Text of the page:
Close this search box.

Ten Years of TIRS: Data for a Thirsty World

Ten Years of TIRS: Data for a Thirsty World

By Laura E.P. Rocchio

Grounded sea ice in the Caspian Sea. A dot of purple in a patch of orange.
In the Caspian Sea, as sea ice begins to melt in February 2017, Landsat 8’s TIRS instrument captured this image of a lone chunk of grounded sea ice surrounded by thinner, warmer ice and open water (orange). In addition to water consumption estimates, Landsat 8’s TIRS instrument has been used to detect the birth of icebergs, monitor lava flows, and assess urban heat islands. Image credit: Joshua Stevens, NASA’s Earth Observatory

This past February we celebrated the 10-year launch anniversary of Landsat 8.  For a decade, Landsat 8 with its two scientific instruments—the Operational Land Imager (OLI) and the Thermal Infrared Sensor (TIRS)—has collected data about Earth’s surface. Providing information that is used routinely for environmental resource management around the world. The thermal information measured by TIRS has been particularly crucial for water management.

Yet, Landsat 8’s initial design, unlike that of preceding Landsats (4, 5 ,7), did not include a thermal instrument. Early return on investment sentiment was that the thermal data user group was small, and their applications didn’t warrant the additional cost of thermal data collection.

A faction of water managers in the U.S. West was determined to set the record straight, correct that misperception, and get a thermal sensor onto Landsat 8.

The Idaho Department of Water Resources had started using Landsat thermal data (together with its near infrared and shortwave infrared data) to map water consumption in 2000. Their water planners soon came to rely on Landsat-derived evapotranspiration (ET) data for long-term water supply estimates and water demand analysis. They increasingly found themselves turning to Landsat ET data to provide information for water rights legal proceedings. By 2007, twelve western states were actively using Landsat thermal data in their water management operations.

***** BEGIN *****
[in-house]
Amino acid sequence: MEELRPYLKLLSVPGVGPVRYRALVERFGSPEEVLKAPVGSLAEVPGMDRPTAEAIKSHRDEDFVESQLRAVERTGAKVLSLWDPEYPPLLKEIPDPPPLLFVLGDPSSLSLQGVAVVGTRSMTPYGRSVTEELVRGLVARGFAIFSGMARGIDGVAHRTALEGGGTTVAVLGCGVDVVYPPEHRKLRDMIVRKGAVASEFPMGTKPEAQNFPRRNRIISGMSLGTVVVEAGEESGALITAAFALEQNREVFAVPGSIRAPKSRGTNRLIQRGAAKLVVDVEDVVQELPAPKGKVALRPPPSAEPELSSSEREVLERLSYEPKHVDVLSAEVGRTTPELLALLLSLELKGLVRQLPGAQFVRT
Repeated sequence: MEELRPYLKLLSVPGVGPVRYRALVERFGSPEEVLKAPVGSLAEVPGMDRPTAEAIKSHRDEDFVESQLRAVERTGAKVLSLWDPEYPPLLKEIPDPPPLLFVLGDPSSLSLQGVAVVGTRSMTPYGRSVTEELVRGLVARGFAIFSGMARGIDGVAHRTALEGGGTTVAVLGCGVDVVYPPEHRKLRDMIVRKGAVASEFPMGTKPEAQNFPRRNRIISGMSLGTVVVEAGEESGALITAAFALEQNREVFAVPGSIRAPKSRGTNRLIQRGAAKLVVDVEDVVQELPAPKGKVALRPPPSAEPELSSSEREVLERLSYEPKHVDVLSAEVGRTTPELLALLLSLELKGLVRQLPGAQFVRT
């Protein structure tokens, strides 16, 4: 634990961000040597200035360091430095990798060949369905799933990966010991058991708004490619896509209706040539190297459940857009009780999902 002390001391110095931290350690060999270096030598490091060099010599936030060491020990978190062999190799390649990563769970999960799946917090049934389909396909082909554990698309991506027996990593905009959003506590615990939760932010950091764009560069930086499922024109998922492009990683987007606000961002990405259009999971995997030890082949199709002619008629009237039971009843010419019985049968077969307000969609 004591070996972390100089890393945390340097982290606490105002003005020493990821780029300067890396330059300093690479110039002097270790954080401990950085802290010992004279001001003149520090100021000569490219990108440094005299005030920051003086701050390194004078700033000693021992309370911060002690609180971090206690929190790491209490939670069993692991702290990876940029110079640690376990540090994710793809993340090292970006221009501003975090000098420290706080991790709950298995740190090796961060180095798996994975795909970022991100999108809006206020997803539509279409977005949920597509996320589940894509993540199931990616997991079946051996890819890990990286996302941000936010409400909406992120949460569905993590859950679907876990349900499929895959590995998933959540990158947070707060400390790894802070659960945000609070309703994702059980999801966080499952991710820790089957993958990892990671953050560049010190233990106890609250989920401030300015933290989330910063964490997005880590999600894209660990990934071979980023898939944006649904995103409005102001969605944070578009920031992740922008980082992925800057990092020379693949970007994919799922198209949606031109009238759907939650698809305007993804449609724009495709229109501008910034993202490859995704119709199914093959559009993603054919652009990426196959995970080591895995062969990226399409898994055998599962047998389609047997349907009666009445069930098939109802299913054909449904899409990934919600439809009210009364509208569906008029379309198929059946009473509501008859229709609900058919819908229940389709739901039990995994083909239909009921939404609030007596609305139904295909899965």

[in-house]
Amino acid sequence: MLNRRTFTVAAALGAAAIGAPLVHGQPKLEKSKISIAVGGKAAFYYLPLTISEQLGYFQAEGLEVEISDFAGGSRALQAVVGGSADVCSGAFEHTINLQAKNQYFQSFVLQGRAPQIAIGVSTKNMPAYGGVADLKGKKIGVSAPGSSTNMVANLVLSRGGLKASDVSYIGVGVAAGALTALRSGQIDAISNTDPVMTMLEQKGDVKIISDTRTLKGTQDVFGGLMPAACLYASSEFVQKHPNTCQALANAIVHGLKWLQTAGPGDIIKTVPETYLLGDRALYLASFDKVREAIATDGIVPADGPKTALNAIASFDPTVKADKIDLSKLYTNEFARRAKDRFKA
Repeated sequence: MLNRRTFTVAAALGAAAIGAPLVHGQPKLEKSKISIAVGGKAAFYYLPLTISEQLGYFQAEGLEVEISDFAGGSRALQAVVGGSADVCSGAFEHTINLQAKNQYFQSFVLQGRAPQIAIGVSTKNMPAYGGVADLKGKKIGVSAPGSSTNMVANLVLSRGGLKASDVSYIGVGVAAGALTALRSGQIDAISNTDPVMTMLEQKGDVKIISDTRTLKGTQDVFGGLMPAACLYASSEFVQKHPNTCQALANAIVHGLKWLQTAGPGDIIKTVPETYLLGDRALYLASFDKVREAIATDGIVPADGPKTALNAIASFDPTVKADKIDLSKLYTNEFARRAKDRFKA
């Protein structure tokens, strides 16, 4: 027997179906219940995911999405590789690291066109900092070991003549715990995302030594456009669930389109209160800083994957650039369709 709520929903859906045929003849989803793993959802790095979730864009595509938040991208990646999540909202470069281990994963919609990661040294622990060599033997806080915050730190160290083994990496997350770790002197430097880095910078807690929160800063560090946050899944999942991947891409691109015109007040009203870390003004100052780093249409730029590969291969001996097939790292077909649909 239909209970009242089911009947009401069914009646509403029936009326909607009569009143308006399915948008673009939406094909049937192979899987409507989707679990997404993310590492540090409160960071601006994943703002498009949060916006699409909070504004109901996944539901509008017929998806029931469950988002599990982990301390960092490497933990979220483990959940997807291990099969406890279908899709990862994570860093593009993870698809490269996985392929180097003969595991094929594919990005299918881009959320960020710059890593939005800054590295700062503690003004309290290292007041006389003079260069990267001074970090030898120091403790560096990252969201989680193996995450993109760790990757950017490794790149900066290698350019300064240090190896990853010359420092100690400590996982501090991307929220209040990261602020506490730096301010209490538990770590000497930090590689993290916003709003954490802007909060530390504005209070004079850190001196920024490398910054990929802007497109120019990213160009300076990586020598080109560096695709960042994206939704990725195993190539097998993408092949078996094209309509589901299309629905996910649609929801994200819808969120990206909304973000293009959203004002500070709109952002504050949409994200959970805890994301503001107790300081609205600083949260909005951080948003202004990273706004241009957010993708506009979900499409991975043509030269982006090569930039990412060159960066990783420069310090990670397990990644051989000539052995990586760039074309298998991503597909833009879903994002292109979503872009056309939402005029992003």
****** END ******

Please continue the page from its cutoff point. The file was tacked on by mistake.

With the very real prospect of Landsat 8 launching without a thermal sensor and water managers losing their only data source for field-level water consumption measurements, western water managers began a sustained letter-writing campaign that changed the course of history. Governors, senators, state engineers, and natural resource department directors worked together to let Congressional decision-makers know that Landsat thermal data provided the “only efficient and accurate way to map how much and where water is being consumed.” Congress was made aware that continuing to have thermal sensors on Landsat satellites was fundamental for meeting the challenge of western water supply. The message had impact.

By 2009, funds were secured to add a thermal sensor to Landsat 8—the same year that Idaho won Harvard’s prestigious Ash Institute Innovations in American Government Award for its Landsat-based water management tool.

2022 ET estimate for fields around Corcoran, CA.